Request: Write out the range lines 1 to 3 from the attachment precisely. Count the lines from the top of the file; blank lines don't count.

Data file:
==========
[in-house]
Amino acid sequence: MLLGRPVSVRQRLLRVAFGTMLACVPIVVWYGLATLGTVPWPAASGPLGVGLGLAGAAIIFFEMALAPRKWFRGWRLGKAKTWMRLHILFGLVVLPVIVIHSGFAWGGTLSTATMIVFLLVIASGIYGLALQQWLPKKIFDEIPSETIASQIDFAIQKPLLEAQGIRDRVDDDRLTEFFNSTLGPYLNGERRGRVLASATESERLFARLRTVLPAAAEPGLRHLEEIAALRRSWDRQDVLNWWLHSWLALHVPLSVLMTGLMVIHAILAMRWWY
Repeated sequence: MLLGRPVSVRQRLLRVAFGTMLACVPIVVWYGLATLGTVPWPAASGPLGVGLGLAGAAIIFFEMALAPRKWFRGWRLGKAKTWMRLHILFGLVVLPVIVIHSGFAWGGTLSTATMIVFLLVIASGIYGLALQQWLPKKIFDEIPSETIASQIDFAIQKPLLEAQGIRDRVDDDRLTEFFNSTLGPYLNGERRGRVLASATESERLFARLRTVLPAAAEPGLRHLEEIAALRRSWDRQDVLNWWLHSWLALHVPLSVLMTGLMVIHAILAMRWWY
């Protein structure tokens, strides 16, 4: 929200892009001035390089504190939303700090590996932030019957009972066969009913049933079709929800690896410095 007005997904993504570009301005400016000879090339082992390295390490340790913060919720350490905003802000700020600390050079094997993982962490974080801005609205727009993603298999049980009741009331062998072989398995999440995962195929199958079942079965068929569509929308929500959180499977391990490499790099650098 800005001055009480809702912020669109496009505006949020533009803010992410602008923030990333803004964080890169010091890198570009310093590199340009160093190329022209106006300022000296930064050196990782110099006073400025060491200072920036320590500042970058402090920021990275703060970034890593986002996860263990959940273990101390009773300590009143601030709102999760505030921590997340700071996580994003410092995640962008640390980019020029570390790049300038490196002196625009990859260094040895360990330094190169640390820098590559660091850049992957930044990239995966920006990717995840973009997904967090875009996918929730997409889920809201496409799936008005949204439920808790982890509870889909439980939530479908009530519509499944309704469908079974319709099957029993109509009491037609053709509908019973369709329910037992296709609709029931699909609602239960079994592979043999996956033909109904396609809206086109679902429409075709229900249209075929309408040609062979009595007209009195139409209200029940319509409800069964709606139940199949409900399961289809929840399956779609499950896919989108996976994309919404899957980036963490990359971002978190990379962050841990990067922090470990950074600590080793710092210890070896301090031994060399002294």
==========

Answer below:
[in-house]
Amino acid sequence: MLLGRPVSVRQRLLRVAFGTMLACVPIVVWYGLATLGTVPWPAASGPLGVGLGLAGAAIIFFEMALAPRKWFRGWRLGKAKTWMRLHILFGLVVLPVIVIHSGFAWGGTLSTATMIVFLLVIASGIYGLALQQWLPKKIFDEIPSETIASQIDFAIQKPLLEAQGIRDRVDDDRLTEFFNSTLGPYLNGERRGRVLASATESERLFARLRTVLPAAAEPGLRHLEEIAALRRSWDRQDVLNWWLHSWLALHVPLSVLMTGLMVIHAILAMRWWY
Repeated sequence: MLLGRPVSVRQRLLRVAFGTMLACVPIVVWYGLATLGTVPWPAASGPLGVGLGLAGAAIIFFEMALAPRKWFRGWRLGKAKTWMRLHILFGLVVLPVIVIHSGFAWGGTLSTATMIVFLLVIASGIYGLALQQWLPKKIFDEIPSETIASQIDFAIQKPLLEAQGIRDRVDDDRLTEFFNSTLGPYLNGERRGRVLASATESERLFARLRTVLPAAAEPGLRHLEEIAALRRSWDRQDVLNWWLHSWLALHVPLSVLMTGLMVIHAILAMRWWY